Is a Federal Housing Administration (FHA) Loan Right for You?
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Is a Federal Housing Administration (FHA) Loan Right for You?

Conventional mortgages are keeping some people from purchasing a home because they can't save up a down payment. But an FHA loan requires a smaller down payment and they are also more flexible. Do you think an FHA loan would be right for you?

One of the main things that holds people back from purchasing their first home is saving up the down payment. A few years ago before the subprime mortgage crisis hit the housing market hard, it was a little easier to save up a down payment for a home because you only needed a fraction of what you need these days. Fortunately, there are ways to get help.

An FHA, or Federal Housing Administration loan is a great way to realize your dream of owning your own home by getting help with your down payment. An FHA loan is more flexible than a conventional mortgage in several ways. For one thing, buyers only need to put up about 3.5 percent of the down payment on the home instead of the 20 percent that is typically required for a conventional mortgage loan. An FHA loan is also more flexible with the homebuyer’s credit history. Since the mortgage loan is backed by the federal government, you don’t need to have impeccable credit in order to qualify for an FHA loan.

In addition, homebuyers who get an FHA loan are not charged higher interest rates even if they have a poor credit history. You only need to have a credit score of 500 in order to qualify for most FHA loans although in some circumstances you may need to have a score of at least 600. Even a 600 score is low compared to the requirements of a conventional mortgage loan.

FHA mortgages are also more lenient with your credit history. You can have a higher debt-to-income ratio and still qualify for an FHA loan. With a conventional mortgage, you would be disqualified if your debt-to-income ratio was above 45 percent. Many borrowers are approved for FHA loans with ratios above 50 percent.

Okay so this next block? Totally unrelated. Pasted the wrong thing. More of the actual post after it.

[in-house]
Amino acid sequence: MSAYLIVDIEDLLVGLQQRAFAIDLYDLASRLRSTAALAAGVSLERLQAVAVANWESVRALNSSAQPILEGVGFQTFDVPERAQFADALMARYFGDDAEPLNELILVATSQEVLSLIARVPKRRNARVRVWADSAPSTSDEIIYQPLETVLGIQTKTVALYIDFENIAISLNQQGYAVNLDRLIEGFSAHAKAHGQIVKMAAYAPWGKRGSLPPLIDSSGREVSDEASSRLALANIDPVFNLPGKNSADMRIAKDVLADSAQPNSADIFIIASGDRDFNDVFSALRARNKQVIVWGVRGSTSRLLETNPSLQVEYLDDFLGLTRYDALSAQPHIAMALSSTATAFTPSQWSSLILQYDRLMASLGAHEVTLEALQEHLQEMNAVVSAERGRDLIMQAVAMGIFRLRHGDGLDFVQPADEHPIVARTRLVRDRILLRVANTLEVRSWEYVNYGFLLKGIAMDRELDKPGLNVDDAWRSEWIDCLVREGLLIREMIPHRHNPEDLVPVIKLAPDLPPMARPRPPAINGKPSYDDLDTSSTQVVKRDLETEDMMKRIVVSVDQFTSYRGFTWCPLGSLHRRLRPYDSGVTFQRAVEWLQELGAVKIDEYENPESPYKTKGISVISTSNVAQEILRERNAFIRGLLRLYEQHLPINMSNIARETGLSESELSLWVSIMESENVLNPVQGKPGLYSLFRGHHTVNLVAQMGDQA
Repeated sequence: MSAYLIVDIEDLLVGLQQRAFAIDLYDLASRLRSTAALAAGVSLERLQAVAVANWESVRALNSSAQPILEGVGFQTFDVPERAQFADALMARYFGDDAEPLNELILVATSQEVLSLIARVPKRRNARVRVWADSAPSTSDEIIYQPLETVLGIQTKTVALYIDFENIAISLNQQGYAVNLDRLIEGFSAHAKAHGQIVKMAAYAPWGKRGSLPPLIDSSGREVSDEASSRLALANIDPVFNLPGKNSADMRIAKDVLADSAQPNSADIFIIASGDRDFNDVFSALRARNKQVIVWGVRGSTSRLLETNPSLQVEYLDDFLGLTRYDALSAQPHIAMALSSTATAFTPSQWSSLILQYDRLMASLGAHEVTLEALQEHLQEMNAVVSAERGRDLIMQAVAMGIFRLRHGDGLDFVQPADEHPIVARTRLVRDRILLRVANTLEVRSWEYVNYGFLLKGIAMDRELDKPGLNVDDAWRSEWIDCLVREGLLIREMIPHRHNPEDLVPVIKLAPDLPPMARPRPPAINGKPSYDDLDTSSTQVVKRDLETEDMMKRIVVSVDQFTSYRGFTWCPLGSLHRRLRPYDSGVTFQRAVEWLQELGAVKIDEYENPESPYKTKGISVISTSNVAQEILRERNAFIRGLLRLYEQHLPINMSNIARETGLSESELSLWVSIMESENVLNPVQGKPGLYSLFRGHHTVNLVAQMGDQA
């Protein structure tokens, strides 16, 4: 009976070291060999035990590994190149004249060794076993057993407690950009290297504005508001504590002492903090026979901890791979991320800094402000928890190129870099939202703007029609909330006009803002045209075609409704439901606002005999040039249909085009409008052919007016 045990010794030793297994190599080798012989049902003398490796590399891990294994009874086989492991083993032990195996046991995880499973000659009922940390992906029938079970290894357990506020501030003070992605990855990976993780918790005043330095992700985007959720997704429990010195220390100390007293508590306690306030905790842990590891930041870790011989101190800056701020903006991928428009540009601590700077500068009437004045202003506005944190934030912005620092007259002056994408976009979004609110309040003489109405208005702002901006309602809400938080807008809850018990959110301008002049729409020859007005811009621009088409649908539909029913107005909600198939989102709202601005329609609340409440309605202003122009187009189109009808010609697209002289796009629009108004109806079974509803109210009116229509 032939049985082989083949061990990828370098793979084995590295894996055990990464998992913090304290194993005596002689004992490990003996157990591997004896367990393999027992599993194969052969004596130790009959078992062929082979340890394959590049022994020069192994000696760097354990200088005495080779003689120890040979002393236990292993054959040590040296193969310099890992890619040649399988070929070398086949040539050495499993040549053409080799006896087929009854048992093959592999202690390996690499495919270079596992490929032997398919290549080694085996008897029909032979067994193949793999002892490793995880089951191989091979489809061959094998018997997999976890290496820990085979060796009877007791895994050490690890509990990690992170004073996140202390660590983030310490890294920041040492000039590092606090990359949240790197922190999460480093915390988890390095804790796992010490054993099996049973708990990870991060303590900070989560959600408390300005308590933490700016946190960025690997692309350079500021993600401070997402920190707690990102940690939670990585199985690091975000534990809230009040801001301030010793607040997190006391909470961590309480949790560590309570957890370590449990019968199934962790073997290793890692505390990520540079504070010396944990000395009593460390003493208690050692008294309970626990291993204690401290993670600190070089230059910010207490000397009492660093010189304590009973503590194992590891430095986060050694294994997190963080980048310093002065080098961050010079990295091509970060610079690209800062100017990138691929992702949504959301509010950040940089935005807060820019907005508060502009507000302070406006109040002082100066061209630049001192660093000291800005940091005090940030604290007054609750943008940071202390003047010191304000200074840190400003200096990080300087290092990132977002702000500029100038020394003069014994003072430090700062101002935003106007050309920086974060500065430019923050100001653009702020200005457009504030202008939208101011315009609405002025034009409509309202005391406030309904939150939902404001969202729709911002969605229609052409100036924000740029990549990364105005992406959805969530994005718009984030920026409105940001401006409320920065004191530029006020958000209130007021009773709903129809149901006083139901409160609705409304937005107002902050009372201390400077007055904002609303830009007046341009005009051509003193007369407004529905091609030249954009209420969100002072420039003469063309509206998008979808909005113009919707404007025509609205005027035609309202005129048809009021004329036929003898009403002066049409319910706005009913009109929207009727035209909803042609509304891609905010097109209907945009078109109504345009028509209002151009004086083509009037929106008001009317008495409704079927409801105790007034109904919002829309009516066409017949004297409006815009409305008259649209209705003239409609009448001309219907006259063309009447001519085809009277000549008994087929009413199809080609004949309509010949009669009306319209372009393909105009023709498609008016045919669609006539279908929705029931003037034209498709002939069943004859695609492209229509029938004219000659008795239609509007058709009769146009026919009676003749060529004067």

The last advantage of an FHA loan is that they often offer rates below that of a conventional mortgage. I checked BestCashCow's mortgage rate charts and found that a conventional 30-year mortgage in MA with 0 points had a 4.793% APY. An FHA backed 30 year loan in MA had a 4.629% APY.

With all of these advantages, you may be asking yourself, “What’s the catch?” The main drawback to an FHA-backed loan is that you are required to pay mortgage insurance, which increases monthly payments. This insurance protects the bank’s investment in the property. This insurance is similar to what convenetional mortgage borrowers must pay if their down payment is less than 20%. In most cases, you can have your insurance premiums rolled into your mortgage payment so you don’t even have to think about it each month – it just automatically gets paid along with your mortgage. There are also borrowing limits to FHA mortgage loans. These limits vary by state and even by town and by the type of dwelling purchased (single family, two family, etc.) Take a look at some of the limits for Massachusetts.

If you have been struggling to save a down payment for a home and trying in vain to improve your credit score to the high expectations of a conventional mortgage, consider an FHA mortgage. It may be a good last resort.

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